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The “Showtime” Los Angeles Lakers of the 1980s were led by a man known as much for his slicked-back hair and Armani suits than his basketball know-how. From 1981 through 1990, Pat Riley coached basketball’s most exciting team and looked cool doing it. His tenure in Hollywood led to four rings, successful stints in New York and Miami, and a reputation as one of the greatest coaches in NBA history.

But believe it or not, Pat Riley was never meant to coach this team. In a parallel universe, Riley is watching the “Showtime” Lakers unfold without having any hand in their success. That very well could have been the case in our universe, if not for a terrible accident involving LA’s head coach Jack McKinney.

Pat Riley was a Lakers broadcaster before becoming a coach

Riley had a solid nine-year NBA career but was never close to being a star. His most successful chapter came while wearing the Purple and Gold from 1970 to 1975. In just over five seasons, the former Kentucky Wildcat averaged 7.8 points off the bench and won a title with the legendary 1971-72 Lakers featuring Jerry West and Wilt Chamberlain.

Following a forgettable season with the Phoenix Suns, Riley called it quits in 1976. One year later, he was back in the NBA. But it wasn’t as a player or coach.

In 1977, the 33-year-old Riley was hired to join legendary announcer Chick Hearn in the broadcast booth. Despite Hearn’s resistance toward having a color man, the duo enjoyed two successful seasons together between ’77 and ’79.

Just days into his third season on the mic, Riley’s world was turned upside down. Soon, the former NBA vet would have to decide whether he was ready to take the leap from the booth to the bench.

A freak accident led to Riley moving into a coaching role

Riley is the head coach most associated with the Magic Johnson-led Lakers. But he was actually the third coach to take the reigns since the start of the 1979-80 season. And he sure wasn’t the first to transform LA’s offense into the fast-paced juggernaut we all remember.

Shortly after an agreement with Jerry Tarkanian fell through, owner Jerry Buss hired Jack McKinney. The little-known coach had previously served as Jack Ramsay’s top assistant with the Portland Trail Blazers, winning a title in 1977. Two years later, he was coaching Magic, Kareem Abdul-Jabbar, Norm Nixon, and a Lakers squad with lofty expectations.

Immediately, McKinney gave Johnson free reign over the offense, allowing the phenom to fully utilize his creativity and captain a fast-paced offense. The results were immediately evident, as LA surged to a 9-4 start. Then … disaster.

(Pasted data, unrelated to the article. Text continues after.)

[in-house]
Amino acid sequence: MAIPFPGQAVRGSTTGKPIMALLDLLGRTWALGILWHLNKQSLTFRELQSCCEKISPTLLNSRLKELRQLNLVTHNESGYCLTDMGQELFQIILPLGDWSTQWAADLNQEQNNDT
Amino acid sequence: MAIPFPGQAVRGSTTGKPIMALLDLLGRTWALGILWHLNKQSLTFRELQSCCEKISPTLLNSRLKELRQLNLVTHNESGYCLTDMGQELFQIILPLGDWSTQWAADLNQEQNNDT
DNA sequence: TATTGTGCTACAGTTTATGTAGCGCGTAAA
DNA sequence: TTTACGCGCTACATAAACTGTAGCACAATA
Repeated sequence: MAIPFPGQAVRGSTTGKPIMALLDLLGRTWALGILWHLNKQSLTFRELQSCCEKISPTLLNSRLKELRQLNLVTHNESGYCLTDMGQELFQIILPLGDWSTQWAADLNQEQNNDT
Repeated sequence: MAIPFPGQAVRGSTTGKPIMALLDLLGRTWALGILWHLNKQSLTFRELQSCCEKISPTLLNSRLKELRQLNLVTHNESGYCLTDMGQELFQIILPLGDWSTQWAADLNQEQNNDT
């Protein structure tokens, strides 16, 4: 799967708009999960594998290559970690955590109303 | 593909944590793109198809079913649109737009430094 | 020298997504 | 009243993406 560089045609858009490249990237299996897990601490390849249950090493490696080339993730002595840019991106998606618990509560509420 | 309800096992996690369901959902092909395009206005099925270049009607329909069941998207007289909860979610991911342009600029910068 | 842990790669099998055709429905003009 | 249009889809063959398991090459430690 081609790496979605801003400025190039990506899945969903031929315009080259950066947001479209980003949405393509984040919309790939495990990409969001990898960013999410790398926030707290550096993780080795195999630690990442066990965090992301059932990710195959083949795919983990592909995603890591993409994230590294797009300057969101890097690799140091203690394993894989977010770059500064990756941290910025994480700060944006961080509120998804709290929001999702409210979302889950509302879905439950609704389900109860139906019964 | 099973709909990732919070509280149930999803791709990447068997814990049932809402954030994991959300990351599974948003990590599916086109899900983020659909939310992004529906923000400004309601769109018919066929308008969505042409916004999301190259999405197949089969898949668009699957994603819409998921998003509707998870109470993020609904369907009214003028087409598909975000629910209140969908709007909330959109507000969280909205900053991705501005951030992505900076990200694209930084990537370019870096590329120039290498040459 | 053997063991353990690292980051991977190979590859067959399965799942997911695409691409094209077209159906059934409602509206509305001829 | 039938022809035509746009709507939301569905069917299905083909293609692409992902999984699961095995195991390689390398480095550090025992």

One morning, the 44-year-old coach was riding his bicycle to meet assistant coach Paul Westhead at the nearby tennis courts. As he approached an intersection, the gears locked up and the bike suddenly halted, causing the coach to fly forward and crash headfirst into the nearby concrete. He would survive the freak accident but suffered a severe concussion along with a fractured cheekbone, fractured elbow, and multiple bruises.

With McKinney in recovery, Westhead filled in as LA’s interim head coach. But he now needed an assistant of his own. Enter Riley, the 30-something broadcaster who was nudged by Hearn to take the job.

“I didn’t want to do it,” Riley told Sports Illustrated. “But Chick highly recommended that I give it my best shot. Maybe he saw something in me that I didn’t see. All I know is that if Chick hadn’t advised me to take the coaching job, I wouldn’t have done it.”

With Westhead and Riley, the Lakers overcame the loss of McKinney to win the 1980 NBA Finals. Westhead became the permanent head coach after the season and coached all the way up until getting fired 11 games into the 1981-82 season. From there, Riley took over and the rest, as they say, is history.

Riley’s legendary career never happens if it wasn’t for McKinney’s accident


Pat Riley’s Legendary NBA Career Could Have Ended Before It Ever Began Thanks to an Unlikely Offer From the Dallas Cowboys

When basketball fans think of Pat Riley today, they think of a five-time champion coach and a world-class executive. But what would they think if McKinney’s bike never gave out and caused his near-fatal crash?

There was no reason to think that Jack wasn’t the right man for the job. After all, he empowered Magic to do what he did best and earned the respect of his players and peers, particularly Buss. Assuming McKinney leads LA to a sustained period of success, that means no championship for Westhead and certainly no championships for the broadcaster Riley.

It also means that Riley wouldn’t have taken over the New York Knicks and led them to four straight playoff appearances and an Eastern Conference title. Additionally, you can wonder how the Miami Heat’s entire franchise history would have changed without Riley’s influence beginning in 1995.

In other words, it’s possible Riley would have eventually found a coaching gig somewhere if he wanted one badly enough. But it wouldn’t have been with the Lakers, the team that jump-started his entire Hall of Fame coaching career.

Clearly, Riley was an excellent coach. But he was lucky to get that opportunity, one that came at the cruel misfortune of others.

All statistics courtesy of Basketball Reference.